The Yellow-footed Rock-wallaby inhabits rocky outcrops and caves in semi-arid country. They were once found throughout the Flinders Ranges, extending through north-west New South Wales and south-west Queensland in the Grey Ranges. They are now restricted to a range of approximately 1,000 square kilometres. In South Australia the population is estimated to be around 2,000 individuals, while in New South Wales there are as few as 20 to 250 animals remaining.
Yellow-footed Rock-wallabies are one of the most colourful members of the kangaroo family and the largest of the rock wallabies. They will drink water if available, but can survive for much of the year without water by obtaining it from their food. They’re usually best seen in the early morning or late afternoon basking on rocky ledges in the sun.
The Yellow-footed Rock-wallaby was subject to intensive hunting in the past which had a major impact on population numbers, particularly in the Flinders Rangers. Habitat destruction is still currently a threat to wild populations due to grazing by domestic stock and feral herbivores such as goats and rabbits. Predation by foxes and feral cats is also an issue for the species.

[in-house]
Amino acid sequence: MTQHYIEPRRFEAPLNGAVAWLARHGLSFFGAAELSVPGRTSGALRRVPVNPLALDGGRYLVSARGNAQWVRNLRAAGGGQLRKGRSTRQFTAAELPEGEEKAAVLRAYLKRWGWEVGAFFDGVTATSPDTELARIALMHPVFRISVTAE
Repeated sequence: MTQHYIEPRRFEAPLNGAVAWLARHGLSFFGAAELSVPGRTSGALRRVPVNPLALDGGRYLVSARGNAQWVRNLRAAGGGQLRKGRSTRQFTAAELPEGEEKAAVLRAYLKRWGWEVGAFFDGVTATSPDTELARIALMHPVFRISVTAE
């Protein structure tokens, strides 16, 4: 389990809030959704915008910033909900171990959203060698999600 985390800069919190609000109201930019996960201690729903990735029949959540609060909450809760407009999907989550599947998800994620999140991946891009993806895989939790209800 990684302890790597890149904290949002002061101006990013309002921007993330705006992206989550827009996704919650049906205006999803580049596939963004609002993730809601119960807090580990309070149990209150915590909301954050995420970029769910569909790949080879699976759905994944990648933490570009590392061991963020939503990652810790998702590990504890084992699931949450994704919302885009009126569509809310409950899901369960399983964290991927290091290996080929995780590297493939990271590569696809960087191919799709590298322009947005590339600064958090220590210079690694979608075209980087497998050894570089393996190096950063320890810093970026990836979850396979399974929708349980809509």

The Yellow-footed Rock-wallaby has played a pivotal role in a highly-successful wallaby cross-foster program. Under this program a critically endangered Victorian Brush-tailed Rock-wallaby joey is removed from its mother and fostered by a Yellow-footed Rock-wallaby. This in turn allows the critically endangered Brush-tailed Rock-wallaby to give birth to another joey approximately 30 days later increasing the amount of offspring one particular female can produce in a year. The program has assisted in building the population of an animal of which less than 60 individuals remain in the wild.